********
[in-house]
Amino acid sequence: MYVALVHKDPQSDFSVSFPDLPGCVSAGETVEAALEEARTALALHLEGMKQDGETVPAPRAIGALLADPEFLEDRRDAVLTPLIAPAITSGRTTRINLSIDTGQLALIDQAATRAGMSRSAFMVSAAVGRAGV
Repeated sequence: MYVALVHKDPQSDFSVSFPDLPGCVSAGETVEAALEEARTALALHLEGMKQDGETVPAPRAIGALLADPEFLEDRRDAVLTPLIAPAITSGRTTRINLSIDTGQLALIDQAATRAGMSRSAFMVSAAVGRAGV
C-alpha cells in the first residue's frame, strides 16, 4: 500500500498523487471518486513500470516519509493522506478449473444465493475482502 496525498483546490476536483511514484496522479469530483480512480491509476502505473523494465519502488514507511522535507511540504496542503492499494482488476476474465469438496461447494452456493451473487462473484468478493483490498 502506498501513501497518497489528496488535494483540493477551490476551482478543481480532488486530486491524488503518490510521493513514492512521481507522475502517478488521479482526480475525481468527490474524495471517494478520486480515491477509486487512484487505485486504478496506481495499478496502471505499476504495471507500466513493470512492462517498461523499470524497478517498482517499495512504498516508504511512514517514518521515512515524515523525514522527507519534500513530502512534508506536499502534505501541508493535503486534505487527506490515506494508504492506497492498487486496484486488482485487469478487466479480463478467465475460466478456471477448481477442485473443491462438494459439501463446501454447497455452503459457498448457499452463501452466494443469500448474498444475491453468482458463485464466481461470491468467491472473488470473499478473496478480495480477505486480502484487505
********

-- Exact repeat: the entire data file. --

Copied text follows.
[in-house]
Amino acid sequence: MYVALVHKDPQSDFSVSFPDLPGCVSAGETVEAALEEARTALALHLEGMKQDGETVPAPRAIGALLADPEFLEDRRDAVLTPLIAPAITSGRTTRINLSIDTGQLALIDQAATRAGMSRSAFMVSAAVGRAGV
Repeated sequence: MYVALVHKDPQSDFSVSFPDLPGCVSAGETVEAALEEARTALALHLEGMKQDGETVPAPRAIGALLADPEFLEDRRDAVLTPLIAPAITSGRTTRINLSIDTGQLALIDQAATRAGMSRSAFMVSAAVGRAGV
C-alpha cells in the first residue's frame, strides 16, 4: 500500500498523487471518486513500470516519509493522506478449473444465493475482502 496525498483546490476536483511514484496522479469530483480512480491509476502505473523494465519502488514507511522535507511540504496542503492499494482488476476474465469438496461447494452456493451473487462473484468478493483490498 502506498501513501497518497489528496488535494483540493477551490476551482478543481480532488486530486491524488503518490510521493513514492512521481507522475502517478488521479482526480475525481468527490474524495471517494478520486480515491477509486487512484487505485486504478496506481495499478496502471505499476504495471507500466513493470512492462517498461523499470524497478517498482517499495512504498516508504511512514517514518521515512515524515523525514522527507519534500513530502512534508506536499502534505501541508493535503486534505487527506490515506494508504492506497492498487486496484486488482485487469478487466479480463478467465475460466478456471477448481477442485473443491462438494459439501463446501454447497455452503459457498448457499452463501452466494443469500448474498444475491453468482458463485464466481461470491468467491472473488470473499478473496478480495480477505486480502484487505